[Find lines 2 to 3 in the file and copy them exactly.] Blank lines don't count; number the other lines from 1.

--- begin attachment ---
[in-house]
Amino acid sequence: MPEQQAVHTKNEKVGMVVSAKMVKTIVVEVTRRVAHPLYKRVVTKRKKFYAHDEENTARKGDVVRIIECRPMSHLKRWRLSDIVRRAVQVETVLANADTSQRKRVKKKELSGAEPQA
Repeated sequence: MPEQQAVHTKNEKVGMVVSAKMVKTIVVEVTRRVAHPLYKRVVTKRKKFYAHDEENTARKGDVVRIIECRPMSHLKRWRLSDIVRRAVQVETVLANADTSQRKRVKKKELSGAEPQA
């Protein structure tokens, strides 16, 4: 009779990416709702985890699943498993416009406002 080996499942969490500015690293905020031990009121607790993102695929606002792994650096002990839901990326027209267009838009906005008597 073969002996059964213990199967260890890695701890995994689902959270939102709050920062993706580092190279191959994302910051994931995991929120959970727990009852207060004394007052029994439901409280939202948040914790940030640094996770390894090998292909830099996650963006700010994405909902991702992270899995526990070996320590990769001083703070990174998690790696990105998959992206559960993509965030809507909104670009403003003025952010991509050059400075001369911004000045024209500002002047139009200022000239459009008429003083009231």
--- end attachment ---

Amino acid sequence: MPEQQAVHTKNEKVGMVVSAKMVKTIVVEVTRRVAHPLYKRVVTKRKKFYAHDEENTARKGDVVRIIECRPMSHLKRWRLSDIVRRAVQVETVLANADTSQRKRVKKKELSGAEPQA
Repeated sequence: MPEQQAVHTKNEKVGMVVSAKMVKTIVVEVTRRVAHPLYKRVVTKRKKFYAHDEENTARKGDVVRIIECRPMSHLKRWRLSDIVRRAVQVETVLANADTSQRKRVKKKELSGAEPQA